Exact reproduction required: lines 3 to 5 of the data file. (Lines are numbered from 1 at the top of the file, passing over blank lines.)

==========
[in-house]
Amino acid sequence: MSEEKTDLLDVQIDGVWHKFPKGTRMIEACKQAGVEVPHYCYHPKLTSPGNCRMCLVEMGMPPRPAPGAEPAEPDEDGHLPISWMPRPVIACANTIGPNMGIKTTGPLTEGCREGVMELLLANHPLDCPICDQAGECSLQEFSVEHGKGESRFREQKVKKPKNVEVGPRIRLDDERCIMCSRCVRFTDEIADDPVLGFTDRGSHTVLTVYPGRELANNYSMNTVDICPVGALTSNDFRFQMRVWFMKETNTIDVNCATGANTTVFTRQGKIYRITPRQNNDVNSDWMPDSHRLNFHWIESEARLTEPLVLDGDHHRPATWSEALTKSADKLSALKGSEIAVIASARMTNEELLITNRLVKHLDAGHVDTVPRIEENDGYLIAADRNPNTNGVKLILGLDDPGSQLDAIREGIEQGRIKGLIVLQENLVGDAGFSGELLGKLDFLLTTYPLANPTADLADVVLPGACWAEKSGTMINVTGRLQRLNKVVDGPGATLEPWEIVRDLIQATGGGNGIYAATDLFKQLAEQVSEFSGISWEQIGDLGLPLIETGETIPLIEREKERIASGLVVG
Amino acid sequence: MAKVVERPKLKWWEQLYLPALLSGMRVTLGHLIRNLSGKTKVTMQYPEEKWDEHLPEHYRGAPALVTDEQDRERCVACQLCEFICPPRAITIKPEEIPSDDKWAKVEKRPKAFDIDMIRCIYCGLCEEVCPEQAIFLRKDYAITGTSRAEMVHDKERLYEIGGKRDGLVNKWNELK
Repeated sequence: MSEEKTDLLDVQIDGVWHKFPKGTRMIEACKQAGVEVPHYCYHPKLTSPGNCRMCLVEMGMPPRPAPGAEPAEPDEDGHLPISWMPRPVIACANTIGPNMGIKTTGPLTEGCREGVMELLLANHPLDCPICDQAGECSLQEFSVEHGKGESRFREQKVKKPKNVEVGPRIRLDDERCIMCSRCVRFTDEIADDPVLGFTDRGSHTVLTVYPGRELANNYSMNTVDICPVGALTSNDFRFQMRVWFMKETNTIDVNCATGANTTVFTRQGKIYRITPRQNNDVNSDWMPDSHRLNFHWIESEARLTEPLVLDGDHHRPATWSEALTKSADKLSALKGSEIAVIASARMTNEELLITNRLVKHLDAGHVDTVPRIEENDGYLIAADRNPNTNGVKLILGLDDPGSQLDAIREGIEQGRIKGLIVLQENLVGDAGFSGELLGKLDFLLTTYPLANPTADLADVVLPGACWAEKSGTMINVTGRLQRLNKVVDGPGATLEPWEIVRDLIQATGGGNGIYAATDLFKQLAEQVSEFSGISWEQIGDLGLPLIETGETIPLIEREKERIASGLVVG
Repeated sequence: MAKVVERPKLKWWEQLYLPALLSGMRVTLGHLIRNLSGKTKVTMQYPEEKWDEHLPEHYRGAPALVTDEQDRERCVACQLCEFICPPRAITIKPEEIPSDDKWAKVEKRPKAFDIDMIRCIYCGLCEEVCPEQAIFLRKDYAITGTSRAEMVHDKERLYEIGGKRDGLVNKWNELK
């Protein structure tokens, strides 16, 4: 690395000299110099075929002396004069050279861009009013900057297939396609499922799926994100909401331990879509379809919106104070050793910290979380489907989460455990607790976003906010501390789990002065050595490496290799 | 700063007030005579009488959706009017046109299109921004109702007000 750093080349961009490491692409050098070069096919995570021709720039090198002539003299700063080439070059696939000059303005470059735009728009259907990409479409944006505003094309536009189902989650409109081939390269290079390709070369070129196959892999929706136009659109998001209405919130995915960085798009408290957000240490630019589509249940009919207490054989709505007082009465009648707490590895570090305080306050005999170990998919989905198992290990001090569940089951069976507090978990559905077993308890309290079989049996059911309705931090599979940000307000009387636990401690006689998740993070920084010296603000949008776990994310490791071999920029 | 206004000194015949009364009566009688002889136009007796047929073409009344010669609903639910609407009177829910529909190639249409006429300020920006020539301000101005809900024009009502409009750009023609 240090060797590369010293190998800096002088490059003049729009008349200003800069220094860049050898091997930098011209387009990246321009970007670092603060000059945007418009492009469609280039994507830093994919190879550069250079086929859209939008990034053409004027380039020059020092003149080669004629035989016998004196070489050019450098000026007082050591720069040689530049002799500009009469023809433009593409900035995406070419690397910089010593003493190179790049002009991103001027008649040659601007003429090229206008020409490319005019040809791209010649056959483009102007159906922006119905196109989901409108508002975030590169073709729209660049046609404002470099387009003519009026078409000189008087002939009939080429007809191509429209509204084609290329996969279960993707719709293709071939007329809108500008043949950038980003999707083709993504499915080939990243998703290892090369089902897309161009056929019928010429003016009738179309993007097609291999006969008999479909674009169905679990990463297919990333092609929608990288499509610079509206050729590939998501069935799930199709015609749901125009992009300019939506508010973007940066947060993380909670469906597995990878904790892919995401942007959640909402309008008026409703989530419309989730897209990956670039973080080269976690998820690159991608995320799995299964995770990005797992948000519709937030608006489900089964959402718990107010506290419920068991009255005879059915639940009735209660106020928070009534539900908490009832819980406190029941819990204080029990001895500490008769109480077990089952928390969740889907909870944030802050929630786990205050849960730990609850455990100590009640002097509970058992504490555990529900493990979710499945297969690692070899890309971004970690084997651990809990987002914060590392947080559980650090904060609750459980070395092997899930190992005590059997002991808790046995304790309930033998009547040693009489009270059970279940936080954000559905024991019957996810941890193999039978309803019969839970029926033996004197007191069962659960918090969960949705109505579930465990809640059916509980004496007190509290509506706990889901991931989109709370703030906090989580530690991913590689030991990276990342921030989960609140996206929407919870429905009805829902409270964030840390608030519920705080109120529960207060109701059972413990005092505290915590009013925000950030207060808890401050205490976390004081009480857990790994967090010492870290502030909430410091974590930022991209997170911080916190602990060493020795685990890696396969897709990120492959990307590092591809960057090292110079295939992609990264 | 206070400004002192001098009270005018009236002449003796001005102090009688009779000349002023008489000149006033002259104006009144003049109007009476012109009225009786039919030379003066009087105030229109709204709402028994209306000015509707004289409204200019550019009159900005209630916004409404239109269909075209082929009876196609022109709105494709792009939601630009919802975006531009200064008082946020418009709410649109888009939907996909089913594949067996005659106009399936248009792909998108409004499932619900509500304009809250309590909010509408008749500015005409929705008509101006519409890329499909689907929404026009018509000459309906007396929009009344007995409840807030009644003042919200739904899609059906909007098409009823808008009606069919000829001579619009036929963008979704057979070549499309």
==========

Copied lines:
Amino acid sequence: MAKVVERPKLKWWEQLYLPALLSGMRVTLGHLIRNLSGKTKVTMQYPEEKWDEHLPEHYRGAPALVTDEQDRERCVACQLCEFICPPRAITIKPEEIPSDDKWAKVEKRPKAFDIDMIRCIYCGLCEEVCPEQAIFLRKDYAITGTSRAEMVHDKERLYEIGGKRDGLVNKWNELK
Repeated sequence: MSEEKTDLLDVQIDGVWHKFPKGTRMIEACKQAGVEVPHYCYHPKLTSPGNCRMCLVEMGMPPRPAPGAEPAEPDEDGHLPISWMPRPVIACANTIGPNMGIKTTGPLTEGCREGVMELLLANHPLDCPICDQAGECSLQEFSVEHGKGESRFREQKVKKPKNVEVGPRIRLDDERCIMCSRCVRFTDEIADDPVLGFTDRGSHTVLTVYPGRELANNYSMNTVDICPVGALTSNDFRFQMRVWFMKETNTIDVNCATGANTTVFTRQGKIYRITPRQNNDVNSDWMPDSHRLNFHWIESEARLTEPLVLDGDHHRPATWSEALTKSADKLSALKGSEIAVIASARMTNEELLITNRLVKHLDAGHVDTVPRIEENDGYLIAADRNPNTNGVKLILGLDDPGSQLDAIREGIEQGRIKGLIVLQENLVGDAGFSGELLGKLDFLLTTYPLANPTADLADVVLPGACWAEKSGTMINVTGRLQRLNKVVDGPGATLEPWEIVRDLIQATGGGNGIYAATDLFKQLAEQVSEFSGISWEQIGDLGLPLIETGETIPLIEREKERIASGLVVG
Repeated sequence: MAKVVERPKLKWWEQLYLPALLSGMRVTLGHLIRNLSGKTKVTMQYPEEKWDEHLPEHYRGAPALVTDEQDRERCVACQLCEFICPPRAITIKPEEIPSDDKWAKVEKRPKAFDIDMIRCIYCGLCEEVCPEQAIFLRKDYAITGTSRAEMVHDKERLYEIGGKRDGLVNKWNELK